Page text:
Thursday, 12 November 2015

Spectre (2015/UK)

Julien Faddoul

** (2 stars)

d – Sam Mendes
w – John Logan, Neal Purvis, Robert Wade, Jez Butterworth   (Based on the Characters by Ian Fleming)
ph – Hoyte van Hoytema
pd – Dennis Gassner
m – Thomas Newman
ed – Lee Smith
cos – Jany Temime

p – Michael G. Wilson, Barbara Broccoli

Cast: Daniel Craig, Christoph Waltz, Léa Seydoux, Ralph Fiennes, Monica Bellucci, Ben Whishaw, Naomie Harris, Dave Bautista, Andrew Scott, Rory Kinnear, Jesper Christensen, Alessandro Cremona

Earlier this year when I reviewed Furious 7, I expressed my disappointment in how a once singular series of films had been frustratingly systematized by the current Hollywood cinema surrounding it. Comic Book films are the dominating market for Hollywood, which means serialized, referential storytelling is the preeminent command. Each film is a sequel to the previous one, with information stacking together to give succeeding moments higher volume and to mitigate fans who are paying attention to every detail.

Because I’m an idiot, it had only occurred to me while watching Spectre – James Bond number 24 – that this series has also conformed to the might of continuous storytelling. Including Casino Royale (2006), Quantum of Solace (2008) and Skyfall (2012), the Daniel Craig Bond films have all tried to tell one continuous story about haunted pasts, ageism and the fear of global security in a world of rapidly growing technological advances. With Spectre, Mr Craig, director Sam Mendes and writers John Logan, Neal Purvis and Robert Wade attempt, in 148 minutes (the longest Bond), to solve all unanswered questions that were left by the previous three films. As a result, Spectre feels a lot like The Dark Knight Rises (2012): Bloated, enjoyable, at times taxing and at times dazzling.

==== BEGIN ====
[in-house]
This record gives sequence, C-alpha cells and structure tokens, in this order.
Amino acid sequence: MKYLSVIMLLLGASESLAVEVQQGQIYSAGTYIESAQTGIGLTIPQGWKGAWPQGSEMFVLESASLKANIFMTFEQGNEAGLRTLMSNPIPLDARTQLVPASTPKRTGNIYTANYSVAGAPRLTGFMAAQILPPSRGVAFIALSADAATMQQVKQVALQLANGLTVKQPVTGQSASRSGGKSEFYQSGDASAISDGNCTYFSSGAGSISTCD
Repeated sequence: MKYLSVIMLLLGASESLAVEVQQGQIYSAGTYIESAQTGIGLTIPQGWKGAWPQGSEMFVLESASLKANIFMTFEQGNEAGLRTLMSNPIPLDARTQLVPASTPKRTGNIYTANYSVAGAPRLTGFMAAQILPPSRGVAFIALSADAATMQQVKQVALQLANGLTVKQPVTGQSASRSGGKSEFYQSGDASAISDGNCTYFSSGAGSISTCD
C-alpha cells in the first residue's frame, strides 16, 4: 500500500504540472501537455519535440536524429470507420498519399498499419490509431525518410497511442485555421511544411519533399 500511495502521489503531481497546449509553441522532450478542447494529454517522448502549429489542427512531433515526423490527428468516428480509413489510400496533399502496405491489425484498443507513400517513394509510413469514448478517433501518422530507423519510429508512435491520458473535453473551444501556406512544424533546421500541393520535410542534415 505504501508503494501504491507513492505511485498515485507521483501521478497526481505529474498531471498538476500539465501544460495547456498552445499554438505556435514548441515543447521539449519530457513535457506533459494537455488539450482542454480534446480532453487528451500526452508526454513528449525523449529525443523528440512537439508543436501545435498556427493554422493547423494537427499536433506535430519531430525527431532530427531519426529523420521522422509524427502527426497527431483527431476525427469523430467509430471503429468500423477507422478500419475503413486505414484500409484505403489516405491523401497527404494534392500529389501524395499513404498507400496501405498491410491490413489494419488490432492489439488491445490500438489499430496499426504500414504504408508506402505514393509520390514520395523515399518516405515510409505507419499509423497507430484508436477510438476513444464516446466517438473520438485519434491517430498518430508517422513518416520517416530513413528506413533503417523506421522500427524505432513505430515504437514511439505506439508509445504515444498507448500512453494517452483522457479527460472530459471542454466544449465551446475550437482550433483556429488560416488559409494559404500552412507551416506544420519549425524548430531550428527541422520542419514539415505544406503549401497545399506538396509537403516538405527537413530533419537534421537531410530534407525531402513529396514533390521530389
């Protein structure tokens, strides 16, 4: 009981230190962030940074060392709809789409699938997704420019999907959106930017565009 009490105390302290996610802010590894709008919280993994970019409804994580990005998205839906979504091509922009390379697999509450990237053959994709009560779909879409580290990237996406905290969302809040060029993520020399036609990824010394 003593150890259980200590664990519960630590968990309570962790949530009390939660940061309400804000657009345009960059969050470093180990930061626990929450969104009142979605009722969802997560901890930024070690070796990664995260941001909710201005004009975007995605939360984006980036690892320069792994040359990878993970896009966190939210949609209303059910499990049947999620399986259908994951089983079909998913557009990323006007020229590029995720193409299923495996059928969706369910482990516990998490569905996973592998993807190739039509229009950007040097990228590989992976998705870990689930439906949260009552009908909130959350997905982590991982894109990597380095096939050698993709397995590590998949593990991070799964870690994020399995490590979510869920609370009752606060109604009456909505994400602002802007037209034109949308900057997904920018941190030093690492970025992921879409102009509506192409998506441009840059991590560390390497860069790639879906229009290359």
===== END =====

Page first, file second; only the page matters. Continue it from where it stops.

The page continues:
Doubtless the best of these four films is the prior one: Skyfall (2012), which, in securing Mr Mendes as director (an unorthodox choice) and his usual DP Roger Deakins, gave us a Bond film rich with active pomp and gorgeous imagery. For at least the first hour, Spectre is on this level, making it all the more devastating when the film plunges into the generic ocean hard in its third act.

The opening sequence is superb. The film begins with a chyron, stating that “The Dead are Alive” and then thrusts us right in the middle of the Dia de los Muertos celebration in Mexico City. Clearly an homage to Orson Welles, the opening shot is over four minutes long, this time shot by another master craftsman, Hoyte van Hoytema. It tracks 007 through the swarms of people as he attempts to assassinate a terrorist on the posthumous orders of MI6’s previous M (Judi Dench).

What occurs then links him to Rome where he encounters a sexy widow (Monica Bellucci), a speechless hitman (Dave Bautista) and the actual villain of the piece, Franz Oberhauser (Christoph Waltz), the leader of a criminal organization called Spectre. The only other pivotal relationship Bond has in the film is with Dr. Madeleine Swann (Lea Seydoux), whom he meets in Austria and is the daughter of someone familiar who I won’t reveal. Of course, he is able to get to these places with the help of both Moneypenny (Naomie Harris) and Q (Ben Wishaw).